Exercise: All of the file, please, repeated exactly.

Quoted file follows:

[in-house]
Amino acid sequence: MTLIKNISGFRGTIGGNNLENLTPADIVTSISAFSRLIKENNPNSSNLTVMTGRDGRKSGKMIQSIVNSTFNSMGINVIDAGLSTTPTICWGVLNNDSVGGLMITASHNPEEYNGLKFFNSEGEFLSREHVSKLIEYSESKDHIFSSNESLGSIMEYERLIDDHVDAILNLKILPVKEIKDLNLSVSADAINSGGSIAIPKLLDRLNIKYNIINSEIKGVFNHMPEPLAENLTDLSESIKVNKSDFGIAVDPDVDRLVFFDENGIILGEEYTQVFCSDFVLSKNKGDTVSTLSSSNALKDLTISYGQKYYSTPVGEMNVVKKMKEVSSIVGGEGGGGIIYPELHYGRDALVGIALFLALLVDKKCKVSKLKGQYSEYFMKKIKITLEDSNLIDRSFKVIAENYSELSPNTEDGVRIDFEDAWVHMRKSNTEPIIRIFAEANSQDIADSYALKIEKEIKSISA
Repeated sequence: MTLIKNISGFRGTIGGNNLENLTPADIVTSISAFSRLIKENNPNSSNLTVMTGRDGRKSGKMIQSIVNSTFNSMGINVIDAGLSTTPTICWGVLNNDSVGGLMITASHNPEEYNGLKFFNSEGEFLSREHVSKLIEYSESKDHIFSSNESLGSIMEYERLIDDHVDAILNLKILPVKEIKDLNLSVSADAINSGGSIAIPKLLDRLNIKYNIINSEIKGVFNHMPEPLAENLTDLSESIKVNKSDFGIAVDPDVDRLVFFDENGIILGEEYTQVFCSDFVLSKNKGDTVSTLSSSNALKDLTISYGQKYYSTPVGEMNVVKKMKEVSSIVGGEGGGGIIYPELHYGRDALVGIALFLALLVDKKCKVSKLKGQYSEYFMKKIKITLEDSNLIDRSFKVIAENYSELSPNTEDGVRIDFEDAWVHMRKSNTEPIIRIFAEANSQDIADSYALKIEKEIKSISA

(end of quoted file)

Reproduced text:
[in-house]
Amino acid sequence: MTLIKNISGFRGTIGGNNLENLTPADIVTSISAFSRLIKENNPNSSNLTVMTGRDGRKSGKMIQSIVNSTFNSMGINVIDAGLSTTPTICWGVLNNDSVGGLMITASHNPEEYNGLKFFNSEGEFLSREHVSKLIEYSESKDHIFSSNESLGSIMEYERLIDDHVDAILNLKILPVKEIKDLNLSVSADAINSGGSIAIPKLLDRLNIKYNIINSEIKGVFNHMPEPLAENLTDLSESIKVNKSDFGIAVDPDVDRLVFFDENGIILGEEYTQVFCSDFVLSKNKGDTVSTLSSSNALKDLTISYGQKYYSTPVGEMNVVKKMKEVSSIVGGEGGGGIIYPELHYGRDALVGIALFLALLVDKKCKVSKLKGQYSEYFMKKIKITLEDSNLIDRSFKVIAENYSELSPNTEDGVRIDFEDAWVHMRKSNTEPIIRIFAEANSQDIADSYALKIEKEIKSISA
Repeated sequence: MTLIKNISGFRGTIGGNNLENLTPADIVTSISAFSRLIKENNPNSSNLTVMTGRDGRKSGKMIQSIVNSTFNSMGINVIDAGLSTTPTICWGVLNNDSVGGLMITASHNPEEYNGLKFFNSEGEFLSREHVSKLIEYSESKDHIFSSNESLGSIMEYERLIDDHVDAILNLKILPVKEIKDLNLSVSADAINSGGSIAIPKLLDRLNIKYNIINSEIKGVFNHMPEPLAENLTDLSESIKVNKSDFGIAVDPDVDRLVFFDENGIILGEEYTQVFCSDFVLSKNKGDTVSTLSSSNALKDLTISYGQKYYSTPVGEMNVVKKMKEVSSIVGGEGGGGIIYPELHYGRDALVGIALFLALLVDKKCKVSKLKGQYSEYFMKKIKITLEDSNLIDRSFKVIAENYSELSPNTEDGVRIDFEDAWVHMRKSNTEPIIRIFAEANSQDIADSYALKIEKEIKSISA